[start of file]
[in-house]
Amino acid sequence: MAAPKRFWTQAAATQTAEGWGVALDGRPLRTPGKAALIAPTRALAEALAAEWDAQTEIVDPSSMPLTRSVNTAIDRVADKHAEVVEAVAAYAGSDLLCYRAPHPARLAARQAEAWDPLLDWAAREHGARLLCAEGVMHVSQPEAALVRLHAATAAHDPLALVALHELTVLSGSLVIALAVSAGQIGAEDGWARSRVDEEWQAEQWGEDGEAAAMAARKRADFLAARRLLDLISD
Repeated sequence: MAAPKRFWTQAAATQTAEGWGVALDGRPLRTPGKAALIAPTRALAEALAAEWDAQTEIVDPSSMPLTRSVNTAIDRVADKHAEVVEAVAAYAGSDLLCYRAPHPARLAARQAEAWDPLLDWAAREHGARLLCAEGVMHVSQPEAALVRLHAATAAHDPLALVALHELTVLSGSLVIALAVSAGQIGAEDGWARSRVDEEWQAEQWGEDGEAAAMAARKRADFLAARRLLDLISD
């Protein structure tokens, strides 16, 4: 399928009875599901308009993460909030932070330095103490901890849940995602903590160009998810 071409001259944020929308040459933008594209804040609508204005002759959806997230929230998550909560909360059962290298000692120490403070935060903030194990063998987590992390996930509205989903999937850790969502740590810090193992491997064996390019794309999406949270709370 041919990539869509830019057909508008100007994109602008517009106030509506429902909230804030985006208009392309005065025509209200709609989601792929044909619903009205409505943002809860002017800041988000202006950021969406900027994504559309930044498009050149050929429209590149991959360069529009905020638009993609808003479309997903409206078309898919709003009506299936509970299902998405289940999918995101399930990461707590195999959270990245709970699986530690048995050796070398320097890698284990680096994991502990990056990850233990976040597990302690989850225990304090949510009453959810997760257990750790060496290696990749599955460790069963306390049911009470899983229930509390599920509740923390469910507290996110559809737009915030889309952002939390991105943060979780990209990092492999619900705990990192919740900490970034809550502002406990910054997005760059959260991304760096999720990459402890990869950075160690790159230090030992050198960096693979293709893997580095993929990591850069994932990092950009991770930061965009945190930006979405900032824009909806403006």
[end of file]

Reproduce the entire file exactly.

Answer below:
[in-house]
Amino acid sequence: MAAPKRFWTQAAATQTAEGWGVALDGRPLRTPGKAALIAPTRALAEALAAEWDAQTEIVDPSSMPLTRSVNTAIDRVADKHAEVVEAVAAYAGSDLLCYRAPHPARLAARQAEAWDPLLDWAAREHGARLLCAEGVMHVSQPEAALVRLHAATAAHDPLALVALHELTVLSGSLVIALAVSAGQIGAEDGWARSRVDEEWQAEQWGEDGEAAAMAARKRADFLAARRLLDLISD
Repeated sequence: MAAPKRFWTQAAATQTAEGWGVALDGRPLRTPGKAALIAPTRALAEALAAEWDAQTEIVDPSSMPLTRSVNTAIDRVADKHAEVVEAVAAYAGSDLLCYRAPHPARLAARQAEAWDPLLDWAAREHGARLLCAEGVMHVSQPEAALVRLHAATAAHDPLALVALHELTVLSGSLVIALAVSAGQIGAEDGWARSRVDEEWQAEQWGEDGEAAAMAARKRADFLAARRLLDLISD
């Protein structure tokens, strides 16, 4: 399928009875599901308009993460909030932070330095103490901890849940995602903590160009998810 071409001259944020929308040459933008594209804040609508204005002759959806997230929230998550909560909360059962290298000692120490403070935060903030194990063998987590992390996930509205989903999937850790969502740590810090193992491997064996390019794309999406949270709370 041919990539869509830019057909508008100007994109602008517009106030509506429902909230804030985006208009392309005065025509209200709609989601792929044909619903009205409505943002809860002017800041988000202006950021969406900027994504559309930044498009050149050929429209590149991959360069529009905020638009993609808003479309997903409206078309898919709003009506299936509970299902998405289940999918995101399930990461707590195999959270990245709970699986530690048995050796070398320097890698284990680096994991502990990056990850233990976040597990302690989850225990304090949510009453959810997760257990750790060496290696990749599955460790069963306390049911009470899983229930509390599920509740923390469910507290996110559809737009915030889309952002939390991105943060979780990209990092492999619900705990990192919740900490970034809550502002406990910054997005760059959260991304760096999720990459402890990869950075160690790159230090030992050198960096693979293709893997580095993929990591850069994932990092950009991770930061965009945190930006979405900032824009909806403006």